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Following Your Instincts: The Reactive Dog

Author: Sarah Tulicki | Date: February 27, 2014

Recently after one of our many big snowstorms, I was out walking my coonhound mix and she started barking at a snowman…seriously. Now I knew when I took her in a year and a half ago that she was reactive, but I honestly didn’t realize the magnitude of it. She would bark at other dogs, people, balloons, lawn decorations, anything that would move unexpectedly and, apparently, snowmen. So when this month’s blog came around I realized that there are many people who have a reactive dog and don’t understand why their dog behaves this way, let alone what to do about it. So I decided to continue my Following Your Instincts series with some pointers on reactive dogs.

Dealing with this behavior can be very emotional, both for you and your dog. You worry if your dog will end up hurting someone. You find yourself becoming self-conscious about the looks people give you. The look that says, “Can’t you control your dog?” or “Have you ever heard of training?”. You know what a sweetheart your dog is at home and you just wish everyone could see your dog the way you do. Well, I am here to say that I understand, and I have felt the hopelessness you feel; I have also made it through to the other side. My cattle dog mix used to be reactive, and I eventually got her to the point where I was able to bring her with me to the pet store where I used to work. I think it is important to understand what is going on with your dog on an instinctual level. This can help you relate to your pooch and ease some of your stress.

Understanding the behavior.

 
In general, these dogs are shy and/ or fearful dogs and they bark and lunge because of that fear. This may not seem to be the case when these dogs look confident enough to fight off a grizzly bear, but in reality that is what they are doing. All animals have a fight or flight instinct. Unfortunately, for a leashed dog the “flight” option is not actionable, so they must go to “fight. Of course, they may not have any intention of fighting; if they just look tough and vicious, then what is scaring them might go away and pick a fight somewhere else. If this happens to your dog, then he learns that this tactic works, and continues to employ it.That’s why you should follow these steps:

  • Set up situations where your dog can be successful and avoid situations where he can’t. This means if your dog is reactive to other dogs, don’t force him to walk past another dog on your walks. Instead, turn around and walk away before your dog has a chance to react. If your dog does react, if he barks at the other dog and the other owner walks her dog away and disappears around the corner, then your dog will feel that he “won” and scared off the other dog. It is important in these early stages that your dog doesn’t get this kind of reinforcement for the behavior we are trying to eliminate. However, if you can set up a situation where (for example) you can follow at a safe distance behind someone else with a dog, then you can reward your dog for good behavior. It is always easier to shape behavior by rewarding the good and avoiding the bad.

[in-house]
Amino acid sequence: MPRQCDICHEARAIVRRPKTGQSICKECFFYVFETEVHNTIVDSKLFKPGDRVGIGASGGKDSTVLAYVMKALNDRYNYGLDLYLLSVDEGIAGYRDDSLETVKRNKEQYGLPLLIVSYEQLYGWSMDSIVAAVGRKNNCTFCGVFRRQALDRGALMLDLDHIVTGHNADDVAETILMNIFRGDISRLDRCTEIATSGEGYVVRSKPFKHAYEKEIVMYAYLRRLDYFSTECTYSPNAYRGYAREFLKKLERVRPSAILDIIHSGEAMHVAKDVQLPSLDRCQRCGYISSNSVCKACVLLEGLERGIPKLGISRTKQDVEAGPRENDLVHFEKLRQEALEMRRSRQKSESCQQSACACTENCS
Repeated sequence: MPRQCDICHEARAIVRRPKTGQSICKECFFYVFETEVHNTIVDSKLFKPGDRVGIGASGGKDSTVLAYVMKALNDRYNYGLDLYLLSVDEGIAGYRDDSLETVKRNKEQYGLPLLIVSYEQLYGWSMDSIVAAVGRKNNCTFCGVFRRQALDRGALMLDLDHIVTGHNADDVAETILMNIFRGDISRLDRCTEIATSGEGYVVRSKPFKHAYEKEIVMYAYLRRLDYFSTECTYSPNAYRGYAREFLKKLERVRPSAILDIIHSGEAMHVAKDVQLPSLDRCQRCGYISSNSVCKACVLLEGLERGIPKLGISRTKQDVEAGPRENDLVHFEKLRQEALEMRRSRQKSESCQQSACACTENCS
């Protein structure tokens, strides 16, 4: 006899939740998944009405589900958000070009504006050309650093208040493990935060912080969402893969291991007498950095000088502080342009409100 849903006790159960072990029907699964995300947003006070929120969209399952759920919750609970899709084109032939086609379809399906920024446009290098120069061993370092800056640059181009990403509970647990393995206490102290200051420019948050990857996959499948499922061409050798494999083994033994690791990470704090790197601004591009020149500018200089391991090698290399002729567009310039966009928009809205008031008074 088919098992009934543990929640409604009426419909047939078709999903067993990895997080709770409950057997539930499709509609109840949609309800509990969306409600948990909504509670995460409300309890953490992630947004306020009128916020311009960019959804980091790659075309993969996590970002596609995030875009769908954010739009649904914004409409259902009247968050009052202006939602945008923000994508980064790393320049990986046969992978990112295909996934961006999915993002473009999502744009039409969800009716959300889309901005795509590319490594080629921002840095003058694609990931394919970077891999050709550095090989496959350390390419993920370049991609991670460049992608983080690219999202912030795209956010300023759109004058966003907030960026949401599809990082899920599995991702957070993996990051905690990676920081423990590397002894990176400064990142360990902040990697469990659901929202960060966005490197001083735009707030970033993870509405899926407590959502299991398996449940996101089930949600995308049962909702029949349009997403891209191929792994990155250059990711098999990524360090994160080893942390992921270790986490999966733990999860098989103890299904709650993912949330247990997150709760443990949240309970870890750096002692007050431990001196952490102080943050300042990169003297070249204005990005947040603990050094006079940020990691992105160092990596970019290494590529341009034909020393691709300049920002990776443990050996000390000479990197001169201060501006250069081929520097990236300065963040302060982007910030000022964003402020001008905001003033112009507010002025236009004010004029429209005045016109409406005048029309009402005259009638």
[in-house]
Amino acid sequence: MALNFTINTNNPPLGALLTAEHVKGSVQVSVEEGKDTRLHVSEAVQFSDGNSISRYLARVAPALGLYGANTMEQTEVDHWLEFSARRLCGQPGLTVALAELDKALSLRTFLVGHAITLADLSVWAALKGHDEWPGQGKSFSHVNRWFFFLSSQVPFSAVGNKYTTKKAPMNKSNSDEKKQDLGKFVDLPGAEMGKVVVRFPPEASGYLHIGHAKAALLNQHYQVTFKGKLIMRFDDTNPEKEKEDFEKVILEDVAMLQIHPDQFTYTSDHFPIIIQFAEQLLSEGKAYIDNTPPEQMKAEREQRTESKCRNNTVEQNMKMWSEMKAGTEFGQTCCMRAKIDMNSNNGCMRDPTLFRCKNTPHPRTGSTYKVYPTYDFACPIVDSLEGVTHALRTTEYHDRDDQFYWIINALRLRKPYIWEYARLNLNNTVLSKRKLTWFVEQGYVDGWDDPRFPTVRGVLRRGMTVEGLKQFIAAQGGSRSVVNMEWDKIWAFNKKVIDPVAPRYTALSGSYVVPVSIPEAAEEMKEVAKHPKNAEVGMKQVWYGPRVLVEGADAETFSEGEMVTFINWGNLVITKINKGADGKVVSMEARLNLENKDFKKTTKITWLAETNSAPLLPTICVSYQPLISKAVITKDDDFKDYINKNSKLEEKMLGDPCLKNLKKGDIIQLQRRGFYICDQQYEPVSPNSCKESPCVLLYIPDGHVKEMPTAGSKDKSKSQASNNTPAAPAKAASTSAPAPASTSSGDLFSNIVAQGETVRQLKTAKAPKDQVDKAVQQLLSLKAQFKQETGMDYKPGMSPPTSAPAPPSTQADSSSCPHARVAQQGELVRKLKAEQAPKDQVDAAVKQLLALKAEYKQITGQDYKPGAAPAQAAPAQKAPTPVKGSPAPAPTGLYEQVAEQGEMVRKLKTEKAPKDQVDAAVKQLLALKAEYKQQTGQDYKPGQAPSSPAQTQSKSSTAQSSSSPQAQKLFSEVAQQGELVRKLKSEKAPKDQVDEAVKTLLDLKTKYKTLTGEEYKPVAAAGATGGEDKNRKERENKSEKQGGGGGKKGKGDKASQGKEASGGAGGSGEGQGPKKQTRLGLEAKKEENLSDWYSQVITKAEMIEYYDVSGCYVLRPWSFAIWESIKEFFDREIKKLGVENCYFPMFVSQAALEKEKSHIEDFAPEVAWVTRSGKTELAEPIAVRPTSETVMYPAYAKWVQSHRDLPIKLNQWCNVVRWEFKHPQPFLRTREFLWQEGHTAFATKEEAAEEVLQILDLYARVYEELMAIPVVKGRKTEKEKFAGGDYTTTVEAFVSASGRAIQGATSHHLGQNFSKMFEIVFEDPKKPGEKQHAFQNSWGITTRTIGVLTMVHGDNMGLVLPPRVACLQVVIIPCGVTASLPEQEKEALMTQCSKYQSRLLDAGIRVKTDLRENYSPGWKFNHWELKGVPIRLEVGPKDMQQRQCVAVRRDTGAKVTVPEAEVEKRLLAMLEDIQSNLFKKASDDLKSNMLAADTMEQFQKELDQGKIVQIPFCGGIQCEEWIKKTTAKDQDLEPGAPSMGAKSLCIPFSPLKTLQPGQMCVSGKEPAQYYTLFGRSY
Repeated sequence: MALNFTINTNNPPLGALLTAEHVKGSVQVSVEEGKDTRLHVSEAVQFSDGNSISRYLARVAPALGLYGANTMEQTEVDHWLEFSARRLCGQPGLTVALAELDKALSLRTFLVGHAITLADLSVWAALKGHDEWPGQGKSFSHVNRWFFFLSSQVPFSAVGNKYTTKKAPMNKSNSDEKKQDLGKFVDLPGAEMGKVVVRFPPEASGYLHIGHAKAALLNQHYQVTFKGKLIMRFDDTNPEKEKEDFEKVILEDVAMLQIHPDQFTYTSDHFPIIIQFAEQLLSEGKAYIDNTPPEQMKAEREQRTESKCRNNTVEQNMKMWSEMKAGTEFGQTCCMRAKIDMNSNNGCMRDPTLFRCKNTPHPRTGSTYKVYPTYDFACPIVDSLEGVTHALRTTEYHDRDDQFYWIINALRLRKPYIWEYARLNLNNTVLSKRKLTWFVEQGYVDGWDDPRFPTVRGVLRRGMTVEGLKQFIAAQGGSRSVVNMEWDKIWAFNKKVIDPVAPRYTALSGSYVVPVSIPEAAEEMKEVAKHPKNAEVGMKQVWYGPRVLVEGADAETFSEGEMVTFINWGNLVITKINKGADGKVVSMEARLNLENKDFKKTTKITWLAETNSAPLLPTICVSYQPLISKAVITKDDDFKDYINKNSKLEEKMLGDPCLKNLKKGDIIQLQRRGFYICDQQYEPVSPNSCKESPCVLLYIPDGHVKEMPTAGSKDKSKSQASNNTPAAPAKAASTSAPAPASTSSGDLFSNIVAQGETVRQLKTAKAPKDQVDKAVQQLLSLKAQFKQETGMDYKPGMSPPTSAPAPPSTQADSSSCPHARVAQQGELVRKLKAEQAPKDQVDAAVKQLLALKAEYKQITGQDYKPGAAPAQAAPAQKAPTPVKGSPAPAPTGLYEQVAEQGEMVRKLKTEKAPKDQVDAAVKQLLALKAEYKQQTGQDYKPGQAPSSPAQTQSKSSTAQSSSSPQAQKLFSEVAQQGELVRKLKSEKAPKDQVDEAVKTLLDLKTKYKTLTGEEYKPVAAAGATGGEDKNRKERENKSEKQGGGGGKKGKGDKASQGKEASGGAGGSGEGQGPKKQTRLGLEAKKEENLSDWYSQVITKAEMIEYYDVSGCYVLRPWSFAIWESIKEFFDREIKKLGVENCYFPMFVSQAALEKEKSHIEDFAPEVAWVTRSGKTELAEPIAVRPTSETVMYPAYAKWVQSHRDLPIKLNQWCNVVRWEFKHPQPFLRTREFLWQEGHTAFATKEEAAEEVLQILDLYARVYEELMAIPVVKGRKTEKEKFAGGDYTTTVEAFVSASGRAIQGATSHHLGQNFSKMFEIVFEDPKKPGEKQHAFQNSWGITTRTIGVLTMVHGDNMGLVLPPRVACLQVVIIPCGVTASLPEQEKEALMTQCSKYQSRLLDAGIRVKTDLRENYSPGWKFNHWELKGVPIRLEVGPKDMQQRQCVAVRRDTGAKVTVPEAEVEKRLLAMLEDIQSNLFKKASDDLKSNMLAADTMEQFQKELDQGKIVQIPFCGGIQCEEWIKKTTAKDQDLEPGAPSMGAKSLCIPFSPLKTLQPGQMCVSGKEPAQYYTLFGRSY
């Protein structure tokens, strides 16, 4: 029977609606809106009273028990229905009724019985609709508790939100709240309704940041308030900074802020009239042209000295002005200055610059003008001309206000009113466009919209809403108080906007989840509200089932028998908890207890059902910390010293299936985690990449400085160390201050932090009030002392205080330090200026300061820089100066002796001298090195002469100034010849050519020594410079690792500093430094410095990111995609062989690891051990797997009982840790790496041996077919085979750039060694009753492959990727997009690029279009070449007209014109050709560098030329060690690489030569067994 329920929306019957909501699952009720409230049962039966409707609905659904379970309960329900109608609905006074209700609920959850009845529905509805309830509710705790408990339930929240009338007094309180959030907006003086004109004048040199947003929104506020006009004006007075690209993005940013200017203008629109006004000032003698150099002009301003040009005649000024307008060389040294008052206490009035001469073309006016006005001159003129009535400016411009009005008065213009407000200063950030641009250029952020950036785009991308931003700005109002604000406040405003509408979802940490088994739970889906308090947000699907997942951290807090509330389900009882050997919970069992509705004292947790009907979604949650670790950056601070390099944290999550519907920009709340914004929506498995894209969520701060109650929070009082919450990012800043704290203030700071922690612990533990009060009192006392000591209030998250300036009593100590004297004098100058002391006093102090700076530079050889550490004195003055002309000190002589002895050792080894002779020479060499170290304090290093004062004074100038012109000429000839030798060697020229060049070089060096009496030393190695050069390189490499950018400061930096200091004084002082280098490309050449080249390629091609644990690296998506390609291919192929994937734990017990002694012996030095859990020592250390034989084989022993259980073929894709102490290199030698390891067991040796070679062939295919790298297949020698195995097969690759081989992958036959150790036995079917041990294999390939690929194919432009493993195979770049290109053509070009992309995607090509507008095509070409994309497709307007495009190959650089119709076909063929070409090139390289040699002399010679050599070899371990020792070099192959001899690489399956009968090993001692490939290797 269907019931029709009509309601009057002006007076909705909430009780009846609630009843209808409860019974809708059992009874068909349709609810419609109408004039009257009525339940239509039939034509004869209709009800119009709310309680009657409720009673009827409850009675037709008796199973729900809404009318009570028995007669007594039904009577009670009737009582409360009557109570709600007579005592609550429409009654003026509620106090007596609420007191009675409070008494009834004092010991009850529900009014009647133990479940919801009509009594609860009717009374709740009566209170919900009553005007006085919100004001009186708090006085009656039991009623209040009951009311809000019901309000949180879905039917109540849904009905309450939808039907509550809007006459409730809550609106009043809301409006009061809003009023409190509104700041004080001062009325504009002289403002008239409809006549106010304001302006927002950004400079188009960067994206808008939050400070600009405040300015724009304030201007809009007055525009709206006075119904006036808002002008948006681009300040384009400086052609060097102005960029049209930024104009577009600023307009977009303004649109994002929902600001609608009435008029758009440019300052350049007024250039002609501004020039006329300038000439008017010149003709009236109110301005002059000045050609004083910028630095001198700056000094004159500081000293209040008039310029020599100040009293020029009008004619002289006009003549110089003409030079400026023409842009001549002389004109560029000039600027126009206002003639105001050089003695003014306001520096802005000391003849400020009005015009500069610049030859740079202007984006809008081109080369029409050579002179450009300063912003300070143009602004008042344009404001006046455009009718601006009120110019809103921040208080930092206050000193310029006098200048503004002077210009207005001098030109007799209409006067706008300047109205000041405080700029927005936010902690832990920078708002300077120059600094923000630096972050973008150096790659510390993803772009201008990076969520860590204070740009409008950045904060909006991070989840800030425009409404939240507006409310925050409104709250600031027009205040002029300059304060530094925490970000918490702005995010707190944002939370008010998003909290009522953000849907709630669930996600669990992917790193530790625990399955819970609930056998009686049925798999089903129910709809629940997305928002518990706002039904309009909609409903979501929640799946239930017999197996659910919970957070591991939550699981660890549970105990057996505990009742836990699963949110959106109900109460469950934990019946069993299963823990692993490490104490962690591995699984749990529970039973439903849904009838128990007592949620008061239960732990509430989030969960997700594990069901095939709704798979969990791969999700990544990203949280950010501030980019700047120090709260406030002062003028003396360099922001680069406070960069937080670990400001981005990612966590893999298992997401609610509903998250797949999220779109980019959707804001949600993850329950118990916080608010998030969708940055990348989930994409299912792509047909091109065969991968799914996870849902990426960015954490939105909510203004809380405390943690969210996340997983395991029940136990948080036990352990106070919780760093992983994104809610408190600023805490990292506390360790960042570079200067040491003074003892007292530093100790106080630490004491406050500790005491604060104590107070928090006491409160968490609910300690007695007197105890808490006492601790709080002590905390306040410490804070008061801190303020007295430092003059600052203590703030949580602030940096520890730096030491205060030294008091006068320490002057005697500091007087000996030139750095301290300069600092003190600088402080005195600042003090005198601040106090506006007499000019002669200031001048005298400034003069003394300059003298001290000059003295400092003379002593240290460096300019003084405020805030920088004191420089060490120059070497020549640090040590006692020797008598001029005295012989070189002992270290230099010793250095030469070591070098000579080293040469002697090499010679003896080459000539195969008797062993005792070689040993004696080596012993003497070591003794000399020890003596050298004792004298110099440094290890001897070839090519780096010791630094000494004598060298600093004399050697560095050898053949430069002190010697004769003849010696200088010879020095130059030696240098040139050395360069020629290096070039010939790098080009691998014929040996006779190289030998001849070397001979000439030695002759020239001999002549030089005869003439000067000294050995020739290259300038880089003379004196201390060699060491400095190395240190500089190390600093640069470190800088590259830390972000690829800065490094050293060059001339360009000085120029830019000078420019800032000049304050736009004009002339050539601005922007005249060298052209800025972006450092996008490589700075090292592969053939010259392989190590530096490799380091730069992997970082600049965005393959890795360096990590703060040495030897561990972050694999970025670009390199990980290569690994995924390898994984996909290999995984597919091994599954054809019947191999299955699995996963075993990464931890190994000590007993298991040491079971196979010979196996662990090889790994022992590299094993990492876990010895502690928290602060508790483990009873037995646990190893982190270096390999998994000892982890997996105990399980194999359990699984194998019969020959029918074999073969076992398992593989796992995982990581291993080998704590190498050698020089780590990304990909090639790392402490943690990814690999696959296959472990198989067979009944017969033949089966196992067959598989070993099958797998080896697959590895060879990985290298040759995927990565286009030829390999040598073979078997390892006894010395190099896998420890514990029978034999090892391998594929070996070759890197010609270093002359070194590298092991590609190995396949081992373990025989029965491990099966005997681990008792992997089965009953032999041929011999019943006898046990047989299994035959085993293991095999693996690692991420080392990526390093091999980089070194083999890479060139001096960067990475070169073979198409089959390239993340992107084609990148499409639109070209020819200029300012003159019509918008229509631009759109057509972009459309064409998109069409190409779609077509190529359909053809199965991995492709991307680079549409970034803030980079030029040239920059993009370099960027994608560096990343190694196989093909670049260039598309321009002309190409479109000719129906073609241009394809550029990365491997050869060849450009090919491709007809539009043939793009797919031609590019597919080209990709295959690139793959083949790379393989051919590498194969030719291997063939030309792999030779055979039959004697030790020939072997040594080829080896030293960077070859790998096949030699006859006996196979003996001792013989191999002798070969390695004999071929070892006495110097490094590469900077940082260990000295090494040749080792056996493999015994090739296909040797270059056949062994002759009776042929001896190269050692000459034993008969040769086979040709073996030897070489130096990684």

• Always take treats with you on walks. Always! I know this can be difficult to remember, especially if you take your dog on multiple walks every day, but imagine if your dog does something successfully and you don’t have a reward for him. Praise is nice, but treats tend to make good behaviors really stick. Keep in mind if you don’t use the treats there is no harm done, just don’t miss an opportunity to reward good behavior by not having treats with you.
  • Teach your dog what to do in place of the undesirable behavior. I really like a “watch me” command for this, but there are other options. The idea is that after some practice your dog should be able to look at another dog and look back at you instead of barking. It is a simple command to teach. When your dog looks up at you, mark the behavior either by using a clicker or saying “good”, followed by a treat. This teaches your dog that good things happen when he looks up at you. Next you’ll have to name it. I like word such as “watch me”, “look”, or “focus”. Wait for your dog to look up at you say this word, and reward as before.
  • Distance is your best friend. What I mean by this is that every dog has a certain threshold. They will only be able to get so close to another dog before they let loose. So keep them at a safe distance, ask them to look at you, and reward. With enough practice they should start looking at you when they see another dog instead of barking.

Keep in mind that there can be many different reasons for dog reactivity, and you should get professional help. The training process for working with a reactive dog can be long and tedious, but the steps mentioned above are good starting points for this process.

Let us know if there is anything cute or funny your dog reacts to, like their reflection in the mirror (or even a snowman)!

You can catch up on the Following Your Instincts series here and here.

 


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